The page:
It wasn’t so long ago that we were celebrating the arrival of rain. Now residents are mopping and squeegeeing away water that in places is knee deep.
While June is normally part of Yucatan’s rainy season, rainfall is 278% above normal, the weather agency reported today.
Cristobal has broken weather records in Yucatan. In 72 hours, Merida has been hit with 13.5 inches of rain. Valladolid was hit even harder, with 17.5 inches, Conagua reported. Oxkutzcab appeared to have the most rainfall: 19 inches.
The storm has “begun its journey toward Yucatan,” declared a local weather forecaster.
Yucatan Gov. Mauricio Vila Dosal declared an orange alert for western and southern parts of the state, opening up shelters for people forced to evacuate their homes flooded by Cristobal.
Now a tropical depression, Cristobal is expected to continue its deluge here at least through Saturday.
“Experts indicate that its trajectory will be parallel to the coasts of the Peninsula, and could even modify its trajectory to the mainland in Yucatan, a situation that puts the entire state at risk, especially the coastal municipalities and the west of our state,” Vila Dosal said Thursday afternoon.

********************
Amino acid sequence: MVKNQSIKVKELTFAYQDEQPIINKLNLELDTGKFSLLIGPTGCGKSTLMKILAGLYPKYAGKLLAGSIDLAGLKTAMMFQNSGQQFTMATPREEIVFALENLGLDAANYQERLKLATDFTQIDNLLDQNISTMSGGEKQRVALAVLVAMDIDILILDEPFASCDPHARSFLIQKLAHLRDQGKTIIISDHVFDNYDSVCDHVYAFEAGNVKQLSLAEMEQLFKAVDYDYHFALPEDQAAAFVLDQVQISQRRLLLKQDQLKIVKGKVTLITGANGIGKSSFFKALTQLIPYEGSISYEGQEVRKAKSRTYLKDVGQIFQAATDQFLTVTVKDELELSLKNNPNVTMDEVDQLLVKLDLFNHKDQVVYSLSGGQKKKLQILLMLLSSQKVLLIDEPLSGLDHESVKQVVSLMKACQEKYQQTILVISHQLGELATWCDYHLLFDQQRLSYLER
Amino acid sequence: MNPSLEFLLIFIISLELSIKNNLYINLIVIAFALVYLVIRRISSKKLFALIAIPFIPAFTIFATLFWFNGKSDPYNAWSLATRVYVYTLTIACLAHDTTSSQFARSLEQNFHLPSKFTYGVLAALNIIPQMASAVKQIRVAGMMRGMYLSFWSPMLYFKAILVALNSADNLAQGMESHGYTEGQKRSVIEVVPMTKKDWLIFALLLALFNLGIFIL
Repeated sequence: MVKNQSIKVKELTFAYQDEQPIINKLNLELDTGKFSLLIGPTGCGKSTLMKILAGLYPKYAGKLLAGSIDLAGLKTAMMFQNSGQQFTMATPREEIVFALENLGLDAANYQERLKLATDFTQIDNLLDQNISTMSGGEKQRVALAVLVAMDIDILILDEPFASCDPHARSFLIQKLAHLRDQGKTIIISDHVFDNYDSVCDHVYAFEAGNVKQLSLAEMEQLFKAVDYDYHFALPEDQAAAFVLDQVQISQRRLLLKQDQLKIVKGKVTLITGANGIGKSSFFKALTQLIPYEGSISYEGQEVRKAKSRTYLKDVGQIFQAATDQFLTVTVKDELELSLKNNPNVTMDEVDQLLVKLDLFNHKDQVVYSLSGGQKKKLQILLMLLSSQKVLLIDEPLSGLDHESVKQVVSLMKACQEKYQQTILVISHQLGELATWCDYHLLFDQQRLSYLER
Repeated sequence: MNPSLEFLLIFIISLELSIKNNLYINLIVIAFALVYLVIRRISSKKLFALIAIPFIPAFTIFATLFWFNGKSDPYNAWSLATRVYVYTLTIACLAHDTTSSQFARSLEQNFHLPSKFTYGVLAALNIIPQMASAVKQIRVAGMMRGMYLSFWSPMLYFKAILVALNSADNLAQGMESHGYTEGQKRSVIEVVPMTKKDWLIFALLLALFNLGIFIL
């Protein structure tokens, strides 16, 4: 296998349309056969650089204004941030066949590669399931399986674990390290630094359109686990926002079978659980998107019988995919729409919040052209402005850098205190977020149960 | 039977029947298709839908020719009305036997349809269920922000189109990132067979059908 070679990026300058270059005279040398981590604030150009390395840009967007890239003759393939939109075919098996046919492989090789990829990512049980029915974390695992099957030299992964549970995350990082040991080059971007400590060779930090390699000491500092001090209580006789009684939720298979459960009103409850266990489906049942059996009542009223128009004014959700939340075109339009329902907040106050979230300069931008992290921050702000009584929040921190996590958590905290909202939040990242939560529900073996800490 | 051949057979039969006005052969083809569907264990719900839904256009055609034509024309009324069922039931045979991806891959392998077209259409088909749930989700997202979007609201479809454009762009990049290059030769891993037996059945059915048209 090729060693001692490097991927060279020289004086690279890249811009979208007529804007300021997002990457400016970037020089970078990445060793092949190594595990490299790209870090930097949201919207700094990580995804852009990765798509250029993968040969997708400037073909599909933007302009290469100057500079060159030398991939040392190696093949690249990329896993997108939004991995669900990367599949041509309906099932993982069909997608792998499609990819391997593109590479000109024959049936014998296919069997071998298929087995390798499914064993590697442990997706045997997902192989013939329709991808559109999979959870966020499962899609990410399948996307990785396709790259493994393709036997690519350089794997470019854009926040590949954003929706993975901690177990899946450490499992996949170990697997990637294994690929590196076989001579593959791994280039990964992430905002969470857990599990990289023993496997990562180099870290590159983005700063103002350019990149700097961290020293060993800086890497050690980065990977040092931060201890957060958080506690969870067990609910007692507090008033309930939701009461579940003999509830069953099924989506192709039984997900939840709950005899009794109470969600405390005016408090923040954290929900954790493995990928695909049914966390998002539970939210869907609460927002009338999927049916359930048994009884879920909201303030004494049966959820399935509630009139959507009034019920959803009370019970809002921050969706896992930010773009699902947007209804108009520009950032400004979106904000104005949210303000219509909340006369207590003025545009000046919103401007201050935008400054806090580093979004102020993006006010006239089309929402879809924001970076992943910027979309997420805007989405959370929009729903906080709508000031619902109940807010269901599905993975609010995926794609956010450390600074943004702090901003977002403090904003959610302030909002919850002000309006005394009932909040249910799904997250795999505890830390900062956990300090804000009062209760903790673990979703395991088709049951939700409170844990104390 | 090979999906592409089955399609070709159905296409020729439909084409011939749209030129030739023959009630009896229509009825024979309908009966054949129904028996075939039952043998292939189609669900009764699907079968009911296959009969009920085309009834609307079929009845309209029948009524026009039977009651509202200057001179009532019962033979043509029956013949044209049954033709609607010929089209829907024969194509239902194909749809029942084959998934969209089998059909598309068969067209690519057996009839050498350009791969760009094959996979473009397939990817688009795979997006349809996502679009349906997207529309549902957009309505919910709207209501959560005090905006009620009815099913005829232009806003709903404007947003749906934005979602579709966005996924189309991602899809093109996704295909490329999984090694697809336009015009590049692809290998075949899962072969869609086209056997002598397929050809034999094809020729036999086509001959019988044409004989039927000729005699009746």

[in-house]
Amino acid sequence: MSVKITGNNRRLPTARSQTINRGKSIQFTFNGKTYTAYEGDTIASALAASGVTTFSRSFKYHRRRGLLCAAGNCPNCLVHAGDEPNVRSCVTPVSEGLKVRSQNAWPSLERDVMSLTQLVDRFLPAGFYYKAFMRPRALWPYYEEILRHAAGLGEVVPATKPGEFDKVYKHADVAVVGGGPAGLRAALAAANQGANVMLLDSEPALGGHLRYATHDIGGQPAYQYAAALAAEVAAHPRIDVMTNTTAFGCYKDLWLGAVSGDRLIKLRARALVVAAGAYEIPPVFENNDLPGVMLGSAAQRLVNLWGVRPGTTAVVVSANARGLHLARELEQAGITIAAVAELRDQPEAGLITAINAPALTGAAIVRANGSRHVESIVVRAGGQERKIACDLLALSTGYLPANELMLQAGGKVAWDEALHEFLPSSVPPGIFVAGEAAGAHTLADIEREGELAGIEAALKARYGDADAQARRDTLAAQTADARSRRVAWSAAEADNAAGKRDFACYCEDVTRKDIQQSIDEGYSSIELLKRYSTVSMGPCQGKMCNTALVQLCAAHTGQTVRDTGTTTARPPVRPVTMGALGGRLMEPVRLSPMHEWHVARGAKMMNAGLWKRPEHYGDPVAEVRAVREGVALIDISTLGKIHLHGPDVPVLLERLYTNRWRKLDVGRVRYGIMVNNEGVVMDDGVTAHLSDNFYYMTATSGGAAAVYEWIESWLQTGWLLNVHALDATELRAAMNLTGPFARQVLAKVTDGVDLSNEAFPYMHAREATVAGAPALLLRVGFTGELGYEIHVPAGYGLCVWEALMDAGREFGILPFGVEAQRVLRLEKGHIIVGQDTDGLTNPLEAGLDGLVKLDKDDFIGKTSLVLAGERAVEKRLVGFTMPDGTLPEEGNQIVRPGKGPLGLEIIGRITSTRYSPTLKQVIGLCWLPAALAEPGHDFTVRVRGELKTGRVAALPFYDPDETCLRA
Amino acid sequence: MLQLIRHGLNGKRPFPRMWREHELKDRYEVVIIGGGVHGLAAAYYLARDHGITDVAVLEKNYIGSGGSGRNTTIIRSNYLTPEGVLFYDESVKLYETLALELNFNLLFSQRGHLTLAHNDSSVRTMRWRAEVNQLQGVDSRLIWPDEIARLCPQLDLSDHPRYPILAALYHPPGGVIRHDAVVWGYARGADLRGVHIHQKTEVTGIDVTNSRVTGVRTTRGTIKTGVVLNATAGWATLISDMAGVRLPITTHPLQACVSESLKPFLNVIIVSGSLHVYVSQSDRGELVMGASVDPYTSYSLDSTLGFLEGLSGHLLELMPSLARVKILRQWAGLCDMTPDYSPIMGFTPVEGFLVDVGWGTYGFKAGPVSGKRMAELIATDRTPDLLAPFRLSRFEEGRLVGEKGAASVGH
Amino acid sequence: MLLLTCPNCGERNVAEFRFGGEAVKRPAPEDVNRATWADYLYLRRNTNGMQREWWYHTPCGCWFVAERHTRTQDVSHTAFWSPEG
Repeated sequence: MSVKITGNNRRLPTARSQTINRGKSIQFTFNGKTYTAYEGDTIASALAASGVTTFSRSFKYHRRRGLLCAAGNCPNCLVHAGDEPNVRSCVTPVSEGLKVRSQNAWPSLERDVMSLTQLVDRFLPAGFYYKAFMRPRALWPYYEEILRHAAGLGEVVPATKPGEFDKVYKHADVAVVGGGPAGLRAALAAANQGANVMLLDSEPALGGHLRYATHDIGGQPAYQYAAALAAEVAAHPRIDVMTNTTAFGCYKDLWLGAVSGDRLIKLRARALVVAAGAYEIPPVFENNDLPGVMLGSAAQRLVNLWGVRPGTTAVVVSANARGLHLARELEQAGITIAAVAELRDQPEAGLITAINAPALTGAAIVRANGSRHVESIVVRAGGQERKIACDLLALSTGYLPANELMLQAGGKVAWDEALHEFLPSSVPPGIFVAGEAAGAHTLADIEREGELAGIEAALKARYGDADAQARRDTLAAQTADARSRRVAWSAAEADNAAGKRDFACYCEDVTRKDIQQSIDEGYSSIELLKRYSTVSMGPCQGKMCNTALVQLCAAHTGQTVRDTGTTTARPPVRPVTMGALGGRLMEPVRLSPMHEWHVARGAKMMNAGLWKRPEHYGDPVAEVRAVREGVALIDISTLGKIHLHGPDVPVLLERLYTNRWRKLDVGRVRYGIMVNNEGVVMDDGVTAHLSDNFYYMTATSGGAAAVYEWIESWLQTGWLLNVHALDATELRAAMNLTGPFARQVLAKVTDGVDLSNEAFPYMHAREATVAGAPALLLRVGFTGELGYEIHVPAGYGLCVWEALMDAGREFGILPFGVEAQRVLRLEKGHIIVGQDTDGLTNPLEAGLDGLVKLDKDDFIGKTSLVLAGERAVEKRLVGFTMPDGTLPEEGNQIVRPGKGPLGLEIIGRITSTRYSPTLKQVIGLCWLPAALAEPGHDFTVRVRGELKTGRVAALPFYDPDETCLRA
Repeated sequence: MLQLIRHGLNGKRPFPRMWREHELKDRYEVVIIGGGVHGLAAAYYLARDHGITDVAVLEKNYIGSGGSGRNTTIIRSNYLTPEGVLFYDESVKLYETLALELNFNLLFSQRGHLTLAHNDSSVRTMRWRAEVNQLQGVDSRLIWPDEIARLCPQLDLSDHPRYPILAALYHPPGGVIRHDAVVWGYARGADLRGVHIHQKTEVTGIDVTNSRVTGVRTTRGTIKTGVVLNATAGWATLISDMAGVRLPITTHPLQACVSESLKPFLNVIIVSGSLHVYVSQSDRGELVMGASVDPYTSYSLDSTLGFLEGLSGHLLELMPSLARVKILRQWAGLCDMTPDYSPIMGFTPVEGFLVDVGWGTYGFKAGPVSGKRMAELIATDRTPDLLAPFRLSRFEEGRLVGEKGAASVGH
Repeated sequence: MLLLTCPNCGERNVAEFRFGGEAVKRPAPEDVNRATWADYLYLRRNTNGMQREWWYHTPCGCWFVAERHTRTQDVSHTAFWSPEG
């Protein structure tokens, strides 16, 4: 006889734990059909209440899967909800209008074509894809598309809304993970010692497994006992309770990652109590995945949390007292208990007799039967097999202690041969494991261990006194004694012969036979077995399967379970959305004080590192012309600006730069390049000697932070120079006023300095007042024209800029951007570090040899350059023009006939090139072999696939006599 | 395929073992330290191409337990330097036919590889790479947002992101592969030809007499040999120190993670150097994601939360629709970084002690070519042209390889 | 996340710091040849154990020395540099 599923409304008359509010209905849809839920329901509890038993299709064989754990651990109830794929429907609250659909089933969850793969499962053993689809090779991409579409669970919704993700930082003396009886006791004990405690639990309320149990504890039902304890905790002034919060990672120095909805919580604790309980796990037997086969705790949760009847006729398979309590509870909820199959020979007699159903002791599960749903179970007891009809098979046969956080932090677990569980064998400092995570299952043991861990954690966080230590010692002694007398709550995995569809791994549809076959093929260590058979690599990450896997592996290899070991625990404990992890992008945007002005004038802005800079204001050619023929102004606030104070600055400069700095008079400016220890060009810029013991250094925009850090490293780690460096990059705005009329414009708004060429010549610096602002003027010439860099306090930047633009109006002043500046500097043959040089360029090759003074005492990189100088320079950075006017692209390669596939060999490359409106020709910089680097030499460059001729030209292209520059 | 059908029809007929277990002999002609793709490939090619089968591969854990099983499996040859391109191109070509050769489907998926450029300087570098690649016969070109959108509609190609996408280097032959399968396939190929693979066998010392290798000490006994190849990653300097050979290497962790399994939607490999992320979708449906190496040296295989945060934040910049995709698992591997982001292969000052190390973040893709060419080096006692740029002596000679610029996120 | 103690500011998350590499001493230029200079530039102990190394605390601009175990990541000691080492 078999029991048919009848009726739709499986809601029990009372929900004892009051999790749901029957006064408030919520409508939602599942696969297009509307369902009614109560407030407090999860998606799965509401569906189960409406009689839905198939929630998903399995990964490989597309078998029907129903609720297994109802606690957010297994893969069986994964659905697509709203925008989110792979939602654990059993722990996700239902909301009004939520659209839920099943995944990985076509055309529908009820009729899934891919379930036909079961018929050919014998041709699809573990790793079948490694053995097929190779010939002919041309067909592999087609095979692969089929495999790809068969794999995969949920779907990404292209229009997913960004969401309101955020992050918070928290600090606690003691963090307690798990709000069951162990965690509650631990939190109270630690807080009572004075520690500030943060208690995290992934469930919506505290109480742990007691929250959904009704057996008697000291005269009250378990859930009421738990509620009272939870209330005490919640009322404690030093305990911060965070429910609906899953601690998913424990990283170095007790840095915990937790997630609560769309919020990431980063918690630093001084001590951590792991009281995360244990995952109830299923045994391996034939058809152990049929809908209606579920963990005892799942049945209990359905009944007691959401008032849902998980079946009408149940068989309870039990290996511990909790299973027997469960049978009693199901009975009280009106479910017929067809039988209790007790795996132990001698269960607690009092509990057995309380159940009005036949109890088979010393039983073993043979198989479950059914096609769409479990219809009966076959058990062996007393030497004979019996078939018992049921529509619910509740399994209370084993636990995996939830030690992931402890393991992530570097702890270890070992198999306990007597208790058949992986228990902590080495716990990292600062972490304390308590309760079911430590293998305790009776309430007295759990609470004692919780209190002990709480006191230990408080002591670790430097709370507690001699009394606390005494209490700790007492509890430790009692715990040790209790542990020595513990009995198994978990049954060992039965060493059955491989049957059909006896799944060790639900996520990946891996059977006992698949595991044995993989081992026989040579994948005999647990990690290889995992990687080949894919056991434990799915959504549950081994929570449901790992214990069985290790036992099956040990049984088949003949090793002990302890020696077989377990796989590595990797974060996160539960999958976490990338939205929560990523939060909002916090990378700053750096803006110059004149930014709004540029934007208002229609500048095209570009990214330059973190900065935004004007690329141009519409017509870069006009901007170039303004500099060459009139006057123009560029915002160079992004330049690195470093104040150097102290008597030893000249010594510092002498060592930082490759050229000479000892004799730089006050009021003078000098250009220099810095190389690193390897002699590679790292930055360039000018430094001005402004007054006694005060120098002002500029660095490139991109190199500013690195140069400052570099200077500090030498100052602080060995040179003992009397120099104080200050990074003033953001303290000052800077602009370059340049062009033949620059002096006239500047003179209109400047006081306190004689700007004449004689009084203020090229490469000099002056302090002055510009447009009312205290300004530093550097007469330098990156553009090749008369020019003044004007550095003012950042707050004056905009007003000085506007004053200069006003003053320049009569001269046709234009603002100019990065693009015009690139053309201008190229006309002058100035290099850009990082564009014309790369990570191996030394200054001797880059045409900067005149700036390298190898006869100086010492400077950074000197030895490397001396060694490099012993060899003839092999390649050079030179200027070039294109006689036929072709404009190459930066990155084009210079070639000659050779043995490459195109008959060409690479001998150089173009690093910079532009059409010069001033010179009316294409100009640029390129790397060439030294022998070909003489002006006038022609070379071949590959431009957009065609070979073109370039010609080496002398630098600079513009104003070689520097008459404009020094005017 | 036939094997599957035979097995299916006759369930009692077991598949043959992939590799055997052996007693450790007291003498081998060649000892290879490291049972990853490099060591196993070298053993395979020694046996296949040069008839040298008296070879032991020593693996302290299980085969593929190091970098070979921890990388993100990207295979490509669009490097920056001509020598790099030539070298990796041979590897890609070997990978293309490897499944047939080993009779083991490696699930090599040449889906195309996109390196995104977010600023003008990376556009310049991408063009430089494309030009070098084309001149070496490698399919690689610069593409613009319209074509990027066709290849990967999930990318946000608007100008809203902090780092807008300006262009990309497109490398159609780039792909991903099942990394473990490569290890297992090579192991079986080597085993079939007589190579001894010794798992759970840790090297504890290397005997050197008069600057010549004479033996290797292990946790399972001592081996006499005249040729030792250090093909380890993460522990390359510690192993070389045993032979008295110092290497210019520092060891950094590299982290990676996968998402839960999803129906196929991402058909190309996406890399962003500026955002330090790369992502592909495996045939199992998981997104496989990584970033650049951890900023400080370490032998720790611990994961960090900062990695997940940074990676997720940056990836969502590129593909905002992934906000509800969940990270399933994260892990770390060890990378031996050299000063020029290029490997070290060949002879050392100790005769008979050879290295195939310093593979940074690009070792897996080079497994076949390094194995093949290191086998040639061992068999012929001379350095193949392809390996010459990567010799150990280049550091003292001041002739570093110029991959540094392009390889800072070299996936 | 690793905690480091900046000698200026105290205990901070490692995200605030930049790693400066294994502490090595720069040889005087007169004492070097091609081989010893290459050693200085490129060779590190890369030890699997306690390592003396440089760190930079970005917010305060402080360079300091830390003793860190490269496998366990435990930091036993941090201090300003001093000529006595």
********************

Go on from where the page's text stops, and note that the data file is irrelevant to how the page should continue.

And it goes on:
Rainfall, practically nonstop for days, has already exceeded that of Hurricane Isidoro in 2002.
Inhabitants of flood-prone areas, such as the low-lying settlement known as “Cartolandia” near the Celestún estuary, were among the first to be transported to one of thousands of shelters throughout the state. Homes, constructed with the most basic of materials, were flooded as much as eight inches.
Videos circulated on social networks showing strong currents dragging furniture to the streets in Ticul.
Heavy rainfall caused a side part of the historic Tekantó church to crumble, while the Saint Paul the Apostle church in Chapab de las Flores, near Ticul, was completely flooded. Benches were seen floating in the water.